Q & A

How do youth benefit from skateboarding?

Skateboarding is a non-competitive global sport requiring minimal supervision and resources. Achievements in skateboarding are individual and depend on balance, creativity, and personal expression. Skating can be practiced anywhere there is a smooth surface; it brings young people together to be active and communicative.

What are the benefits of skateboarding in Afghanistan?

Skateboarding is a widely-loved platform through which young men and women from different ethnic and socioeconomic backgrounds can engage positively with each other. Considering the country’s recent political history — not to mention its longstanding social barriers — Skateistan believes that the community-building effects of skateboarding will be especially visible in the countries we work in. Skateistan builds cross-cultural understanding and develops youth confidence, leadership, and life skills.

Was the community involved during construction of the Skate Schools?

Yes. Involving the local community was important for consent; Skateistan makes great efforts to operate in a culturally-sensitive and appropriate manner. In Australia, Europe, and the United States, it is common for local government, youth, parents, and community groups to work together to build safe, supervised, and youth-friendly skateboarding facilities. Watch how the Skate School was made in Johannesburg. 

Can girls participate?

More than 40% of students are girls! Getting girls on a skateboard has been a priority since Skateistan's beginning. However, the NGO acknowledges that there are many obstacles to teaching females — and that is why it holds the support of the parents, local community and government in such high regard. Half of Skateistan's students are female, giving Afghanistan the highest rate of female participation in skateboarding out of any country in the world. They are taught on separate days at the park, by an all-female staff. In South Africa, Skateistan hopes to address the gender gap through their programs. 

Can people with disabilities participate?

Yes. Skateistan works with youth living with a disability. The NGO involves these youth in their Skate and Create programs alongside partner organisations. 

Are the students safe?

Skateistan's students skate in a supervised and secure private facility that is built and run with community consent; skateboarding activities are kept off the streets of Kabul as much as possible. The NGO's management is in regular communication with ANSO (Afghanistan NGO Safety Organisation), as well as with government and local community leaders, so that it receives regular security updates and conducts its activities safely.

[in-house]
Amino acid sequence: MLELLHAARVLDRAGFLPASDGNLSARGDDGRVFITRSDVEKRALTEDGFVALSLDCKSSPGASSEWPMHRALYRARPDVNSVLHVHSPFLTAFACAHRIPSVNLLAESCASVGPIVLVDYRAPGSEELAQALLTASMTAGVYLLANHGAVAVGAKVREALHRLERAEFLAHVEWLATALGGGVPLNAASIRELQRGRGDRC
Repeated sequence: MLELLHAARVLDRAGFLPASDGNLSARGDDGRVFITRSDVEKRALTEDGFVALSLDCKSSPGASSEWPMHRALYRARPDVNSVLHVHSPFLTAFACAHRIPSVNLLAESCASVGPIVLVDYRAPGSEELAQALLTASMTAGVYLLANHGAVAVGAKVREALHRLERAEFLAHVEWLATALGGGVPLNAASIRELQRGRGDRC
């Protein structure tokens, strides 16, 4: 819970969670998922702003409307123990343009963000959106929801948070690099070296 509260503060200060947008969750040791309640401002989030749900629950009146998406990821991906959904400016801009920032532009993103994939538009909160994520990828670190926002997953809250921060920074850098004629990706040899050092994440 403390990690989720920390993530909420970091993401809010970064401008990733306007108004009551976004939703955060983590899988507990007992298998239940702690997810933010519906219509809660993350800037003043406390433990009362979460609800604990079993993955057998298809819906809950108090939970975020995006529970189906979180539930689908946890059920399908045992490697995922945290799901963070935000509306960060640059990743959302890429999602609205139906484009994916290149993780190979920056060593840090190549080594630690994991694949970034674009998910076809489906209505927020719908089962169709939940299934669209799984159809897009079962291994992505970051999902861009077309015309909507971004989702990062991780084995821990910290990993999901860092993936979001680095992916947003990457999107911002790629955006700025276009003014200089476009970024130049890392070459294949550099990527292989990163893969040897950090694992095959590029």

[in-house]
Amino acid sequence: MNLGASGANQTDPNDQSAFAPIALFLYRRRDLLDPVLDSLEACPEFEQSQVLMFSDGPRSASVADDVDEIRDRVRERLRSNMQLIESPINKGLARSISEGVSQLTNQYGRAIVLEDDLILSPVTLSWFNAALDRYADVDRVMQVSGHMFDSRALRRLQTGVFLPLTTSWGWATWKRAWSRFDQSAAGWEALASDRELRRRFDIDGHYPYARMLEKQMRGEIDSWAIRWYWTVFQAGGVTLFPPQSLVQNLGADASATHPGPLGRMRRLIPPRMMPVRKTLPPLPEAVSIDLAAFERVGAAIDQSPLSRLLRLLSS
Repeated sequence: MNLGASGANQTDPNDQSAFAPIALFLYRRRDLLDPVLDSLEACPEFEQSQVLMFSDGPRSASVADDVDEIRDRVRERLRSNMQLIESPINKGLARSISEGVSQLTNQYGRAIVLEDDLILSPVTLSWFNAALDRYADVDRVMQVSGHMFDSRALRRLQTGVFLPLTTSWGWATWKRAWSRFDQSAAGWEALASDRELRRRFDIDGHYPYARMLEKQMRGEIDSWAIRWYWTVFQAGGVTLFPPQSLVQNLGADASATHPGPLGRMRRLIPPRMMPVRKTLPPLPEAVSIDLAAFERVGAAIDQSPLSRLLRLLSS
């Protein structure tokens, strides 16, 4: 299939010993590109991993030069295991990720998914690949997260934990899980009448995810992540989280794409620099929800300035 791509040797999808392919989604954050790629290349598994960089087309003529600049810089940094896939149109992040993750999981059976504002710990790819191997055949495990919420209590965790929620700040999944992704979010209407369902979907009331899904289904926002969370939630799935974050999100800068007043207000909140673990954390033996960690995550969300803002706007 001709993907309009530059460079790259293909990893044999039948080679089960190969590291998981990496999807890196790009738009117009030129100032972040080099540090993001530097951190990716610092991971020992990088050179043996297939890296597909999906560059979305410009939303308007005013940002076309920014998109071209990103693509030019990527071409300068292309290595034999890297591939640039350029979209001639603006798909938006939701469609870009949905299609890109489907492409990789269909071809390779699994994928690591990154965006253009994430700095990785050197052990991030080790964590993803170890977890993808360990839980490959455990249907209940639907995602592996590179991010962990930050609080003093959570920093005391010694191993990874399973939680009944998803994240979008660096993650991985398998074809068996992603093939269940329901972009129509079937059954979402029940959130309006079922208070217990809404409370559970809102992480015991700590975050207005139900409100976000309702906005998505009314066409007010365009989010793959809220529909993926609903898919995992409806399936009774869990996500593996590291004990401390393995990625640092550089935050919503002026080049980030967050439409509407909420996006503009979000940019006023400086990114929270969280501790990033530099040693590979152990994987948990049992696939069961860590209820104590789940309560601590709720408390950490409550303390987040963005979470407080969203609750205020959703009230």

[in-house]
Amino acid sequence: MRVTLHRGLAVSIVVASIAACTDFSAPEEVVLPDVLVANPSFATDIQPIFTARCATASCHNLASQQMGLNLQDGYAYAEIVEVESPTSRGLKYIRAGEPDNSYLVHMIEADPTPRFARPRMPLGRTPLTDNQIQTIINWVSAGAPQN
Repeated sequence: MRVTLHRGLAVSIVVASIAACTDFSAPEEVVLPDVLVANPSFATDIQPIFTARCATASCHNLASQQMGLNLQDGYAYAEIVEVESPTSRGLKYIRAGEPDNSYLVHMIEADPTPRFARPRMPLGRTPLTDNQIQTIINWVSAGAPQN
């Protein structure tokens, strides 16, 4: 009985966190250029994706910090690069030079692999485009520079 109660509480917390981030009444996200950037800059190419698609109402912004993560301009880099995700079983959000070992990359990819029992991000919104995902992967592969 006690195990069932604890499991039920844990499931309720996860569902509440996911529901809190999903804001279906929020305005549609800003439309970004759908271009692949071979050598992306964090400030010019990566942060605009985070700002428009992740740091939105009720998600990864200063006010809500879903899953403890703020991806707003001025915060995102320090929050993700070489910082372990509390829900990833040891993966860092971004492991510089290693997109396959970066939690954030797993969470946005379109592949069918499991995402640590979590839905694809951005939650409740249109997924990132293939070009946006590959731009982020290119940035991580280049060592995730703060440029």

Does the school provide free tuition?

Yes: this is essential, as most participants in the school cannot afford to pay for lessons. There are absolutely no costs incurred by students for any activities at the school, for example, all materials needed in the skatepark or the classroom are provided to students by the NGO. Additionally, Skateistan arranges transport for girls to make it easier and safer for them to attend.

Can I come skate/visit the Skate School?

Visits are generally not possible as we are a functioning school 6 days/week and have very little time to accommodate visitors (it is also disruptive for the classes). The Skate School is reserved for the students! If you are interested in enquiring about a visit for media purposes please email media@skateistan.org.

Do you plan to expand Skateistan to other countries?

Skateistan is growing all the time. We just opened a new Skate School in Johannesburg, South Africa! If you have a skateboarding project working with streetworking or at-risk youth hat you think could fit into a potential partnership with Skateistan please email your proposal to info@skateistan.org. Only serious proposals will be considered, and the process of evaluation will take up to one year.